A Deserted Place

Now when Jesus heard [that John the Baptist had been executed], he went away in a boat to a deserted place by himself…

-Matthew 14:13

Earlier this week, I took my kids to the playground for the first time in months. I made sure to pick a time when the playground would be deserted, so we wouldn’t need to worry about wearing masks. They ran and yelled and climbed and jumped and laughed and slid. After a while running around with them, I sat down on a swing and began to swoop gently back and forth.

I have always loved swings. When I was a kid, I’d stand in line at recess for my turn on the four swings available to forty kids. When I was a teenager, there was a church with a playground at the end of my block. I’d walk over any time I needed to clear my mind and swing as hard and high as I could. Flying back and forth through the air gave me a sense of peace and simple joy. Even as an adult, there is something about swinging that makes my worries and problems seem smaller. Up in the air, I am focused on the joy and the fun. Even when my feet touch the ground, the sense of peace remains.

Jesus was no stranger to taking a few steps away from everything when he needed to find peace. When he heard that his cousin John had been murdered by King Herod, Jesus needed a moment to himself. He hopped on a boat and sailed off somewhere quiet to collect himself. Of course it never lasted long. People needed him. Still, Jesus knew the power of taking some moments to rest and reset, doing something he loved. He knew that even a few moments of peace would give him endurance for the next journey.

One of the places I find that peace is on a swing set, as childlike as it might sound. I’ve heard people describe the same sort of peace and renewal from going fishing. I’ve heard people say that they find that peace while they get a pedicure. Others get that peace from jogging, from singing, from yoga, from gardening. In another part of the gospels, Jesus finds peace by taking a nap, which is a model many of us could stand to try.

Taking time to seek peace is even more important when it feels like there’s no time. I guarantee that nothing you are doing is more important than the ministry of Jesus. If he took breaks, so may you. The pandemic will not be ending tomorrow, or the next day, or the next month. Neither will social and political division. Neither will your work. Neither will your emails. Neither will the housework. Working harder without any breaks will not make your problems be resolved faster. All it will do is deplete your sense of peace.

So consider these words the sign you were waiting for, telling you to pause. Take the time and do the thing that brings you the peace that passes understanding and the joy of the Lord. Let that peace be a gift to you from our Lord Jesus Christ, who showed us we can take a break.

God, too often I feel like I can’t rest. I have so many worries, responsibilities, and commitments. Help me to heed your example and take a break. Give me the peace and joy that only you can give. I ask this in Jesus’ name. Amen.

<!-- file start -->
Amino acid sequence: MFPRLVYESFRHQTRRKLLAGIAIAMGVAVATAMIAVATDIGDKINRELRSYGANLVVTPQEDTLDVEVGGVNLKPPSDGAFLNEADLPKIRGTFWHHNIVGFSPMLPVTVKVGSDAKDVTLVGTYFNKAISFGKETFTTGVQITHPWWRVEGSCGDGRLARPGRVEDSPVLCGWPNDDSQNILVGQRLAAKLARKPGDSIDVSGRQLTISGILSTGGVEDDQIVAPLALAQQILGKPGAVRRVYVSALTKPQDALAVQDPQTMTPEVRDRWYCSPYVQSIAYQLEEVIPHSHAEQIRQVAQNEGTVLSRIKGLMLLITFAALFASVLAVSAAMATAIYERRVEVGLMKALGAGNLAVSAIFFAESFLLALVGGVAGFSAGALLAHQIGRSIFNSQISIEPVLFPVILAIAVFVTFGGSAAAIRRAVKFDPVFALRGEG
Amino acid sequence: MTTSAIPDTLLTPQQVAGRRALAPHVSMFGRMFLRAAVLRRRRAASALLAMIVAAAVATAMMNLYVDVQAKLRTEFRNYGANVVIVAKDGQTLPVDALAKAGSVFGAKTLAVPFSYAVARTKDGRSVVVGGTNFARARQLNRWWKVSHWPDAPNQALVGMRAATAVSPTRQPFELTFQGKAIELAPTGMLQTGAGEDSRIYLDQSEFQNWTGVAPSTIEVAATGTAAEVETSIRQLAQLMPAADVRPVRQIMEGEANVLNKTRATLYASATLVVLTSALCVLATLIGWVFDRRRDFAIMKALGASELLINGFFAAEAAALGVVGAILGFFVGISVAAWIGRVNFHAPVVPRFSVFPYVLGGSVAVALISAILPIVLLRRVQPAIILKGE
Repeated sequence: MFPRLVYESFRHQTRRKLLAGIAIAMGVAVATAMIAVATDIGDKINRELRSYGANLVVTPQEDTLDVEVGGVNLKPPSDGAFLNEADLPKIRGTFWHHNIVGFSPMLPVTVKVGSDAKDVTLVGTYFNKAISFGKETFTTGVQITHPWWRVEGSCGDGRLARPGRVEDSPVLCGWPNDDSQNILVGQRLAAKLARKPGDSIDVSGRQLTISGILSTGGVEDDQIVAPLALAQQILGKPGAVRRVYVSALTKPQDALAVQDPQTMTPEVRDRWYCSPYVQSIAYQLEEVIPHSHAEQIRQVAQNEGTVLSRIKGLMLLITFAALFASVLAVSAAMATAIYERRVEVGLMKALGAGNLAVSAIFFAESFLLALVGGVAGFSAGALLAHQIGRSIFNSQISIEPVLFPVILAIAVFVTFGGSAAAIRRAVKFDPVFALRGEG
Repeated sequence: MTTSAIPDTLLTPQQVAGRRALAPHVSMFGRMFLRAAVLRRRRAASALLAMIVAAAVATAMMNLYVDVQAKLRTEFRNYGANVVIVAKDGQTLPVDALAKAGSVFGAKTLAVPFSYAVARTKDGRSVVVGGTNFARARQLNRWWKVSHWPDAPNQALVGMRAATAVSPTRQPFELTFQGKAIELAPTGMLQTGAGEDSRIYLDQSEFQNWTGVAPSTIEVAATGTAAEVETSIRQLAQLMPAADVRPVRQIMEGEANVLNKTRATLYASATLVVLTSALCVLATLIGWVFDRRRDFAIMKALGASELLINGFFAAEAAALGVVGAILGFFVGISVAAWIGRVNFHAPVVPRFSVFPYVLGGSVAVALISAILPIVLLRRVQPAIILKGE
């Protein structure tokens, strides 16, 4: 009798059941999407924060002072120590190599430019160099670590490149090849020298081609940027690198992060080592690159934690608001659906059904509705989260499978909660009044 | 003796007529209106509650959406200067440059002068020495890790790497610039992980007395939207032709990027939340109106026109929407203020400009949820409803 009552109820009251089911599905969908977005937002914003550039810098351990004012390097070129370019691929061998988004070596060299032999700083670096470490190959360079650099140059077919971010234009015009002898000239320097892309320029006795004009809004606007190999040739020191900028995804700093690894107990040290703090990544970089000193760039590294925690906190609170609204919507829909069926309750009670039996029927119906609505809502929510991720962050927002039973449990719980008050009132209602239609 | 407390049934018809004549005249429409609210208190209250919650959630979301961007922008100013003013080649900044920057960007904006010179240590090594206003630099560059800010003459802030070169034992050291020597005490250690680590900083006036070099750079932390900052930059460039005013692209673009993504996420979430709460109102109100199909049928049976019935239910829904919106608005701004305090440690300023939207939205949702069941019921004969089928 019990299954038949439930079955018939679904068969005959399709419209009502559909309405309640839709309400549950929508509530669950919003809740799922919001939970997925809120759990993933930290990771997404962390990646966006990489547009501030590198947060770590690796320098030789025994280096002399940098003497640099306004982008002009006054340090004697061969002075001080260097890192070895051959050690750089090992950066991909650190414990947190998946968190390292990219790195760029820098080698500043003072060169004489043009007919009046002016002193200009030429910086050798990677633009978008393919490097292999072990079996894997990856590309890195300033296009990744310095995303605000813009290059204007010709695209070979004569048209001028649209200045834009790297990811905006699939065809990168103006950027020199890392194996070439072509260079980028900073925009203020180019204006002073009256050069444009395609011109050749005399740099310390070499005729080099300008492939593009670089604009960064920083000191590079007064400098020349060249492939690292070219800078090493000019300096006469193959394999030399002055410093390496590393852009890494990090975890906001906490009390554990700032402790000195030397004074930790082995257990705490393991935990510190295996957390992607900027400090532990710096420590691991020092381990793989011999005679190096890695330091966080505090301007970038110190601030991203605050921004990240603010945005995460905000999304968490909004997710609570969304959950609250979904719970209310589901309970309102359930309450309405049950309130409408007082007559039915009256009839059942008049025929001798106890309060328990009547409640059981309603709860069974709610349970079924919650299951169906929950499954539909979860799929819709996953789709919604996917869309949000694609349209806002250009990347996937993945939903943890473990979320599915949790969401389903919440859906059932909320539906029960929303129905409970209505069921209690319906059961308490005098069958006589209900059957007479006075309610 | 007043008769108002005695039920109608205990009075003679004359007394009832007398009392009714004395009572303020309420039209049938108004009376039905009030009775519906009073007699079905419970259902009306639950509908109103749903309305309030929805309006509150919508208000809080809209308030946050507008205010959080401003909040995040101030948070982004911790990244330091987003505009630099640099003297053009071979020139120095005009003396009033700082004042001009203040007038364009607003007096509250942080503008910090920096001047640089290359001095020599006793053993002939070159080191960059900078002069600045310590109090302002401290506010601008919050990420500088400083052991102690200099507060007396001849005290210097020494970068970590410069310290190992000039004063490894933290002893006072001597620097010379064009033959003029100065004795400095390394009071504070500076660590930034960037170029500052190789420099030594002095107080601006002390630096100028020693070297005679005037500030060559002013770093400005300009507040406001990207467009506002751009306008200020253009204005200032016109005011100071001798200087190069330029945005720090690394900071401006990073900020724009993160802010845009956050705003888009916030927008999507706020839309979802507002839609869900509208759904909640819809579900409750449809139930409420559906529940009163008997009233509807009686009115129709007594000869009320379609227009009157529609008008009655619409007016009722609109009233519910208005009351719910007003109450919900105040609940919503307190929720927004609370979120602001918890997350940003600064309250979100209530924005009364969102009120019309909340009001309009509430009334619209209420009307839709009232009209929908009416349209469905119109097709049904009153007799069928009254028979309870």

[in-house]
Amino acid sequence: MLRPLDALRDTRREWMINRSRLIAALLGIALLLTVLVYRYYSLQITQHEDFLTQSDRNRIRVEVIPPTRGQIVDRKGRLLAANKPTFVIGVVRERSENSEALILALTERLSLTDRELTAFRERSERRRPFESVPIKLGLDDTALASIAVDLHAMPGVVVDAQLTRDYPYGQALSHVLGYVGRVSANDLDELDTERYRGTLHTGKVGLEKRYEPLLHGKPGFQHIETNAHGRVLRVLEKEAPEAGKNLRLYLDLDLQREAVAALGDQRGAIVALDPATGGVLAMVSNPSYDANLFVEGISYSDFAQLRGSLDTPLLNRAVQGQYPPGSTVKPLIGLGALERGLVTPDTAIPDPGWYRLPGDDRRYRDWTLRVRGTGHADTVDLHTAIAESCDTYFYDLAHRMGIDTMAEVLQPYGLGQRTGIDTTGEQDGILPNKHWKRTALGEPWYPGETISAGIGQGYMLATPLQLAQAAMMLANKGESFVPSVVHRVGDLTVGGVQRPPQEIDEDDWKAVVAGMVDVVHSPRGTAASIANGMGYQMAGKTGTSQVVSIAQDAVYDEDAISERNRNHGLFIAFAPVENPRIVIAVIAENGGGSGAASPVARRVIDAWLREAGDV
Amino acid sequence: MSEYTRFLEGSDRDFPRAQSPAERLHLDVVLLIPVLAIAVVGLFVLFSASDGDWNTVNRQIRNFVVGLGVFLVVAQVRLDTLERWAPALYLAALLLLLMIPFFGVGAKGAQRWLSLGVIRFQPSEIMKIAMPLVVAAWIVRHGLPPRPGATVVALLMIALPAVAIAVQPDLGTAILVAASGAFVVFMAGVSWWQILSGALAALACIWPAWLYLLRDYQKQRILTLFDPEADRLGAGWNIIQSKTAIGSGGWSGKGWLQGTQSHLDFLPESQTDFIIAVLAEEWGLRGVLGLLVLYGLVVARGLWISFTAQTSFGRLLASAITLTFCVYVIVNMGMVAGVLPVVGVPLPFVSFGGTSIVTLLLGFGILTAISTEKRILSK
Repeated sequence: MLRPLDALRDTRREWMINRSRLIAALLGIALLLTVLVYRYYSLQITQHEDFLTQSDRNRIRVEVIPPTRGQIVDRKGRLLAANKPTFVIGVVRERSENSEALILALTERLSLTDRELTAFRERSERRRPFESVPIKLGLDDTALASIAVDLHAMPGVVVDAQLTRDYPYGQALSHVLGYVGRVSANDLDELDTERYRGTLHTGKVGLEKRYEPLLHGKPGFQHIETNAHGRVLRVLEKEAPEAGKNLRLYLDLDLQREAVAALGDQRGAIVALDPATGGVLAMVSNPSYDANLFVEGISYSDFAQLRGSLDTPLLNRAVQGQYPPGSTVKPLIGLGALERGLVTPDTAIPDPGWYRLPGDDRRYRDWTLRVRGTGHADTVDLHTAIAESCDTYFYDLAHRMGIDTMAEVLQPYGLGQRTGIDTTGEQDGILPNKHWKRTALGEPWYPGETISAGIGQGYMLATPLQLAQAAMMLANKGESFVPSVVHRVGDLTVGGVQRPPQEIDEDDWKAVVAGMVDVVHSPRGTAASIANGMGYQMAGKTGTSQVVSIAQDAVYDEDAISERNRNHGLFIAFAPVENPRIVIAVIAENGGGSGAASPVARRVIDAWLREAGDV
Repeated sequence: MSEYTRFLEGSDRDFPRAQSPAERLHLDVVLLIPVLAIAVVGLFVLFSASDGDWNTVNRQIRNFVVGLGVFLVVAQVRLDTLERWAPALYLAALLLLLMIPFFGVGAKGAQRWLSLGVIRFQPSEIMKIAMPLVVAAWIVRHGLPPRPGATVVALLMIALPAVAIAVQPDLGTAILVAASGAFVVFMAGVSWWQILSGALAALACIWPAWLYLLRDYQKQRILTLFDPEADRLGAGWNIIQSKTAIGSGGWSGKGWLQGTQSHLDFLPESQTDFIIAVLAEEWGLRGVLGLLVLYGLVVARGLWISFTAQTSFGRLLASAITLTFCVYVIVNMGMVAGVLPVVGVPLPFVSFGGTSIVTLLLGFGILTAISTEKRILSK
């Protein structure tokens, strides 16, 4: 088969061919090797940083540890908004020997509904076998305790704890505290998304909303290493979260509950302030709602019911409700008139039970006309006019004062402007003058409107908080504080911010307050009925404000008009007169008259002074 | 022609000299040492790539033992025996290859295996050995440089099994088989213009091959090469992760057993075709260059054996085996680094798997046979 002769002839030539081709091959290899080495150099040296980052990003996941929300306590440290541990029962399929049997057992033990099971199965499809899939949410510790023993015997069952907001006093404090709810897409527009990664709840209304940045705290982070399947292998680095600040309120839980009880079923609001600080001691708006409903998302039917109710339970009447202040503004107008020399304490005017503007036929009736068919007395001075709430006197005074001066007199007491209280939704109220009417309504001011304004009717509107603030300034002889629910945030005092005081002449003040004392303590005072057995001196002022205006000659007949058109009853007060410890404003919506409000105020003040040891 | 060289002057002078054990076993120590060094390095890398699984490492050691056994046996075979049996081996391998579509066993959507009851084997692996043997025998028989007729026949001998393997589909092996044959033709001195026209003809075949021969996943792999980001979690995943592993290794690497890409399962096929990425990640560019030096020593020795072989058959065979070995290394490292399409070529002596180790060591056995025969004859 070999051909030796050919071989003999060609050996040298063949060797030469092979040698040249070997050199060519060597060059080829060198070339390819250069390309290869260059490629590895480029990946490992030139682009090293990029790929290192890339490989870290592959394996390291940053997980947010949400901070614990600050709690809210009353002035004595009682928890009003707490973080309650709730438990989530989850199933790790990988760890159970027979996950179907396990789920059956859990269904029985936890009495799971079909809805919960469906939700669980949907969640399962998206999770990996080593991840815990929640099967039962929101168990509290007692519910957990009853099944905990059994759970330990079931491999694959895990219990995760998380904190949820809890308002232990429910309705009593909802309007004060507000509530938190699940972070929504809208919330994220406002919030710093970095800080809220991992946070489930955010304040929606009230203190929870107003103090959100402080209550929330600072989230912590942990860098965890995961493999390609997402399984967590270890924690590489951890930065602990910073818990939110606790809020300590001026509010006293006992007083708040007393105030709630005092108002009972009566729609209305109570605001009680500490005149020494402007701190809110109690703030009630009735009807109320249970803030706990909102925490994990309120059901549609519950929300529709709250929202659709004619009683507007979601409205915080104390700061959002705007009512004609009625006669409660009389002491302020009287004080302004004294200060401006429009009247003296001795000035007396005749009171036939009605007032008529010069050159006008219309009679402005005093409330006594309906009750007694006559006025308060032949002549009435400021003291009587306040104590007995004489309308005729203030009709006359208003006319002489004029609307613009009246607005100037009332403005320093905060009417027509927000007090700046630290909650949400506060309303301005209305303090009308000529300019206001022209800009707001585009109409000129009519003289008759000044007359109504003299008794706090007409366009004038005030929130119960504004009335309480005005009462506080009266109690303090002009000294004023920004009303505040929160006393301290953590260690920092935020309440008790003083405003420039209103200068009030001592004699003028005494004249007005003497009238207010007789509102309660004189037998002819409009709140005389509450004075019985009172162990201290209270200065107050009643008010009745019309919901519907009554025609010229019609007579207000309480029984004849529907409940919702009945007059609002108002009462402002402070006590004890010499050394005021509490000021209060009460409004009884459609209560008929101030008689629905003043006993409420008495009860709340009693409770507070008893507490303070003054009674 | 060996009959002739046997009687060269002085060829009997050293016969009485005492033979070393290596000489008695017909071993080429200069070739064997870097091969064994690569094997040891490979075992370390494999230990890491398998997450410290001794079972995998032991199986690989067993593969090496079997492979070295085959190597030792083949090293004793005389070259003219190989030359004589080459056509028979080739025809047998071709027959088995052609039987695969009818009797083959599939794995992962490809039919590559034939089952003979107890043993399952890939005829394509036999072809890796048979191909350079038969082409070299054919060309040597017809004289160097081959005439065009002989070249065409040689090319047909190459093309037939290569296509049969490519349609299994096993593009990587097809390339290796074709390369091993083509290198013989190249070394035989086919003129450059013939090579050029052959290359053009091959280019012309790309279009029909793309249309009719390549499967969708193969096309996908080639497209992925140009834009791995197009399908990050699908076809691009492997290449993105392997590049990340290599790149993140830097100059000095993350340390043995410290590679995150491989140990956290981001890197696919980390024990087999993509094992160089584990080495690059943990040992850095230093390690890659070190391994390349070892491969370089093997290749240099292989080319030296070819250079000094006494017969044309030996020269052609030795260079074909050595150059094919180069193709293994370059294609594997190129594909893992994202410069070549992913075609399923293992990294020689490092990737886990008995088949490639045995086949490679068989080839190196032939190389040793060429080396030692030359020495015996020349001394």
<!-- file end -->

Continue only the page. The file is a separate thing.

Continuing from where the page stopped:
Then Jesus told them a parable about their need to pray always and not to lose heart. He said, “In a certain city there was a judge who neither feared God nor had respect for people. In that city there was a widow who kept coming to him and saying, ‘Grant me justice against my opponent.’ For a while he refused; but later he said to himself, ‘Though I have no fear of God and no respect for anyone, yet because this widow keeps bothering me, I will grant her justice, so that she may not wear me out by continually coming.’” And the Lord said, “Listen to what the unjust judge says. And will not God grant justice to his chosen ones who cry to him day and night? Will he delay long in helping them? I tell you, he will quickly grant justice to them. And yet, when the Son of Man comes, will he find faith on earth?” – Luke 18:1-8

The most determined people I know are three-year-olds. When they want something, they do not give up. They’re unburdened by such considerations as prudence, politeness, or perspective. Persistence and determination propel them to get what they want or throw an ear-shattering tantrum in the middle of Target trying.

The persistent widow in Luke 18 knew a thing or two about determination, even imprudent and reckless determination. Faced with a judge who admitted to himself that he cared nothing for God or humans, she was determined. She would not desist until she received her justice.

Some days, when I consider the immensity of injustice in the world, I don’t feel determined; I feel overwhelmed. I look at all the problems, all the unjust leaders, all the systems of oppression, and I doubt that I can do anything to move toward justice. Even if I narrow the focus to one area of problems— whether it’s racism, human trafficking, accessible healthcare, hunger, abusive relationships, climate change, drug addiction, or something else— well, those are all pretty big problems all by themselves. Is being determined really going to make a difference?